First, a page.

Loyalty to our Local Community is Crucial :July 2006

The Council made an important decision, when it resolved not to proceed with outsourcing its Revenues and Benefits service to a partnership with Hambleton at its meeting of September 7th. This followed the receipt of a Consultant's Report recommending against the proposed partnership. The consultant considered various matters, including costs and the administrative and managerial risks involved.

The proposed partnership was expected to yield savings of 65,000 per annum. However, this takes no account of the total set up costs of about a million pounds, which included a government bribe of 685,000 and Ryedale's' contribution of 150,000.. In other words it would have taken up to three years to recover Ryedale's contribution.

The consultant evaluated an in-house option and reported: "Detailed work has not been undertaken on this option, but a similar level of annual savings to that achievable by the Partnership for Ryedale of 65,000 should be achievable." The start up costs is minimal.

Hambleton were insisting that Ryedale should use their system in its entirety, as they wanted the partnership to be entirely on their terms - in spite of a previous consultant advising that the proposed new system should incorporate some of Ryedale's systems. So the project was a thinly disguised take over bid by Hambleton.

I have opposed the partnership from its inception because I believe in local control of local services, and the proposed partnership seemed to make no business sense, nor would it have resulted in any improvement on the existing service.

So, why has this saga gone on for so long - in spite of all the evidence and questions which suggested the "partnership" was not a good idea? In my view, there are two reasons.

The first is local politics, which does not necessarily represent the best interests of the Ryedale community. Several councillors seem to take the view that outsourcing work to "partnerships" will automatically produce economies of scale which will improve the quality of local services and cut the Council Tax. That is why, in this case, they ignored the extravagant set up costs, the loss of local control, the inconvenience to customers and the knock-on impact on Ryedale's office and services, and refused to even consider the more economical in-house option until the very last moment.

The second reason is national politics. As mentioned in many previous articles, the Labour government and their Whitehall mandarins have never understood the countryside. For them, local democracy, particularly in the countryside, is an unnecessary inconvenience, and it is much easier for central government to control in infinite detail what goes on in a few big authorities than to regulate many diverse local councils. They dare not say this openly, in case they get accused of being anti-democratic control freaks, because that is exactly what they are. So they use more subtle and devious methods to encourage rural districts to merge, with the ultimate aim of doing away with our historic shire counties altogether. The first step along this road is to persuade them to merge their services into "partnerships". That is why Ryedale was offered the 685,000 grant (I would call it a bribe) to cover most of the start up costs.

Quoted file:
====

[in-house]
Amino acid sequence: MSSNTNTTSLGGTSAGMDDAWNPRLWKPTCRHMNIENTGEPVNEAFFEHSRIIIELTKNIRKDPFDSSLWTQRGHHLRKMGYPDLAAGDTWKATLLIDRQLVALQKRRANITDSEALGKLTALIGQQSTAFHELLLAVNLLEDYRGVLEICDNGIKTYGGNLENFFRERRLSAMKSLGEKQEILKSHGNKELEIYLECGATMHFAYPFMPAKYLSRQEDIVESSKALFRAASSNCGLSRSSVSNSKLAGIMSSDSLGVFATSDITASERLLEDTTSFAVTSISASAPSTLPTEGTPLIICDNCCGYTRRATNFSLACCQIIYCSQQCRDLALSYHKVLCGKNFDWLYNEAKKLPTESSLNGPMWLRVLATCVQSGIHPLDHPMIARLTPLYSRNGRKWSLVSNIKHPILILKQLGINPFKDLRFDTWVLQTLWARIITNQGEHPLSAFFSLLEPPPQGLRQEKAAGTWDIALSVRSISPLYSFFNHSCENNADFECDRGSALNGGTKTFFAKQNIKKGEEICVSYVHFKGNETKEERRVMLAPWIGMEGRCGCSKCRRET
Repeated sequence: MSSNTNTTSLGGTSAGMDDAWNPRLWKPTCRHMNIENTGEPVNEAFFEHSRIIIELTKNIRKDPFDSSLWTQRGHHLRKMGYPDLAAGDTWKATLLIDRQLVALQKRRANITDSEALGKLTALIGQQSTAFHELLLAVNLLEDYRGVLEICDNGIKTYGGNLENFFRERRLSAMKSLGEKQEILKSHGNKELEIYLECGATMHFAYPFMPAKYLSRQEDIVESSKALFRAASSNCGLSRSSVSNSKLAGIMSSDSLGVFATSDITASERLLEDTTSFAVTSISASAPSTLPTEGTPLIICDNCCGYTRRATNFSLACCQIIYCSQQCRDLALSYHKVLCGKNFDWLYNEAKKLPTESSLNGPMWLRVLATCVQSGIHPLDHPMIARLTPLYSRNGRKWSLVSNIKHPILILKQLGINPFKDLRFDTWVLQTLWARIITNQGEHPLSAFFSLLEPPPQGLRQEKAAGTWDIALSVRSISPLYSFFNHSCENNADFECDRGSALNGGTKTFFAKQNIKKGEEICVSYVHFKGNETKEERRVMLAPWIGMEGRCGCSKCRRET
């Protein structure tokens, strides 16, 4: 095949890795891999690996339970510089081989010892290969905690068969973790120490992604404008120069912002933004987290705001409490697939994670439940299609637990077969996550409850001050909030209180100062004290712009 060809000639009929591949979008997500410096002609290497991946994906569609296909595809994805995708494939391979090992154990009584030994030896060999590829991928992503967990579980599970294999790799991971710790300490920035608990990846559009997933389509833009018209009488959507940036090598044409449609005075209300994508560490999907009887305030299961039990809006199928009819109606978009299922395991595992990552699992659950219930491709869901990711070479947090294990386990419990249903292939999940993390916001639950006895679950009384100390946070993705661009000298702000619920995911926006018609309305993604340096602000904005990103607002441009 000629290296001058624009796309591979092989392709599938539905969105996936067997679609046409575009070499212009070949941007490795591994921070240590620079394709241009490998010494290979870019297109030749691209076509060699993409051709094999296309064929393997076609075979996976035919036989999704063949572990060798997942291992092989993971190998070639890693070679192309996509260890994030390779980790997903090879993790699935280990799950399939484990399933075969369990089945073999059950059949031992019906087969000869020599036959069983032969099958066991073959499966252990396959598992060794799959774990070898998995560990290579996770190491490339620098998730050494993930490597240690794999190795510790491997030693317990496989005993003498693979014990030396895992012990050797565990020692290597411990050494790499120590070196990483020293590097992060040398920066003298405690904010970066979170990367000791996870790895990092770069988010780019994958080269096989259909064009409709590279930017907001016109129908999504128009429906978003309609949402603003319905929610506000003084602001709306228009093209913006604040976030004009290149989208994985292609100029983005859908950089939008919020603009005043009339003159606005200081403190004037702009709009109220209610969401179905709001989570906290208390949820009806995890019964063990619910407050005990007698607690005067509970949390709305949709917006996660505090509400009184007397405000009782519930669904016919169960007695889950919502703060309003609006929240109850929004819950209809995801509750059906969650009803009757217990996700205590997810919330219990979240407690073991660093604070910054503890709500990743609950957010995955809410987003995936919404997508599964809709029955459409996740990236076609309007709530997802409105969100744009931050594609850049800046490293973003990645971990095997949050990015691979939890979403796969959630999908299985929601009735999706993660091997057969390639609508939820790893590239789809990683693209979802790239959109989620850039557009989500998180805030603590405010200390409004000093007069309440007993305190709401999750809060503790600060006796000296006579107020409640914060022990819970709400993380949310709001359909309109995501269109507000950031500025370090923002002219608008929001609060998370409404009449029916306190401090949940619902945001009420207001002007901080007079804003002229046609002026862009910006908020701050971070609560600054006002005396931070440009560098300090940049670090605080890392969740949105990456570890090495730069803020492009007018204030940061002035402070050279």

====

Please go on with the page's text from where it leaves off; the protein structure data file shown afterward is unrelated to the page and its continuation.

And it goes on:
Merged services are obviously designed to lead to merged districts, and it should be no surprise, that we were told that the intention was that other districts would join the Revenues and Benefits partnership, once Ryedale and Hambleton had completed it. Greater Scarborough here we come!

There are officers and members at Ryedale who understand this, but were nevertheless prepared to support the proposed partnership. In their view, Whitehall is all powerful, and the march of centralisation and regionalisation is inexorable and inescapable. For them, resistance is futile, and we should simply roll over and do what government wants.

I have never accepted this view. If the government wants to do away with local democracy, let them say so openly, and then it can become an election issue. Until they do so, we should put the interests of our local community above the devious machinations of Whitehall. Government policy is notoriously unsettled anyway. It varies with every change of government minister, and devolution of local decision making is still a live political issue. So progress towards the corporate state is neither inexorable nor inevitable. Ryedale is a local community with its own distinct identity. So, we should do everything we can that the law allows to show our loyalty to our community, and resist every attempt from outside to break us up or take us over.

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